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    Differentiating ocular allergy

    Understanding the condition leads to better treatment

    On the surface, eyecare providers may not fully appreciate the prevalence and complexity of ocular allergy and its clinical management; we learn that it is a relatively simple disease defined by ocular itch.

    Beyond the surface, however, allergic conjunctivitis is not a simple disease but a group of complex diseases that merits better understanding and more precise and effective management.1 Additionally, we may not know nuances among available ocular allergic medications for judicious prescribing.

    Let’s examine current knowledge of the different ocular allergic diseases, drugs, and their clinical management. I will include ICD-10 codes for conditions mentioned for ease of coding.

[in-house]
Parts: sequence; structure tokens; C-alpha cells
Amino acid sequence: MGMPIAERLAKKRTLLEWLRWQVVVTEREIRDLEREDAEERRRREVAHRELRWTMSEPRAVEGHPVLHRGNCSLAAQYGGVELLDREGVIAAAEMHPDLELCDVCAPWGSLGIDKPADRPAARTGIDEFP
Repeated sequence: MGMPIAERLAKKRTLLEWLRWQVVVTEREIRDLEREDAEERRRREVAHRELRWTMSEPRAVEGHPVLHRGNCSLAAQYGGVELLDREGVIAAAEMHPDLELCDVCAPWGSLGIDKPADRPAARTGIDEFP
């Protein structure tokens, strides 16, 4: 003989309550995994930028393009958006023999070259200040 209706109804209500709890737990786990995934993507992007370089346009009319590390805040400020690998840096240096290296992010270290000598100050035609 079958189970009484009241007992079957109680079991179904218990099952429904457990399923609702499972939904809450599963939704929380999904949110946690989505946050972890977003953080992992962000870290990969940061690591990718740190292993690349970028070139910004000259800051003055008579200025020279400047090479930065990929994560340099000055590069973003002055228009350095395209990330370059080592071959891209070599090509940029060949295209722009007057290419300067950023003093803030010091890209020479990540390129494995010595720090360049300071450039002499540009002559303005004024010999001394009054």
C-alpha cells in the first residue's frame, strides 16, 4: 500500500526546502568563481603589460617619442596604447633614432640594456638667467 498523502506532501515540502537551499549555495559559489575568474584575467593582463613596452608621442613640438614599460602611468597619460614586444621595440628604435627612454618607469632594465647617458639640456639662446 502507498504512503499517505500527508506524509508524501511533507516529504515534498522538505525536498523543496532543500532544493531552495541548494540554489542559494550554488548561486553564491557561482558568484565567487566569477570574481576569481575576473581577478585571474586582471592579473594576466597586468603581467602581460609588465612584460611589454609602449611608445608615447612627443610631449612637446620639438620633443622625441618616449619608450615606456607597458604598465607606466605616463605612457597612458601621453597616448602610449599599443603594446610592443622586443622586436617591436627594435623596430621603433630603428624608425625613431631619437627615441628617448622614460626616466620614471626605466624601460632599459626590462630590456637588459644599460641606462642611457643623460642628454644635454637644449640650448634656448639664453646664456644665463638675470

Related: How to improve diagnosis and treatment of allergy

    Acute and chronic allergy

    Ocular allergy can be broken down into acute and chronic diseases (see Table 1).

    Acute diseases include:

    • Seasonal allergic conjunctivitis (SAC; H10.403)

    • Perennial allergic conjunctivitis (PAC; H10.403)

    Chronic forms include:

    • Vernal keratoconjunctivitis (VKC; H16.263)

    • Atopic keratoconjunctivitis (AKC; H10.13)

    • Giant papillary conjunctivitis (GPC; H10.413)

    Related: How to identify and treat allergic eye disease

    Len V. Koh, OD, PhD
    Dr. Koh is an associate professor at Arizona College of Optometry in Glendale, AZ. He earned his Doctor of Optometry degree at the New ...

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    Optometry Times A/V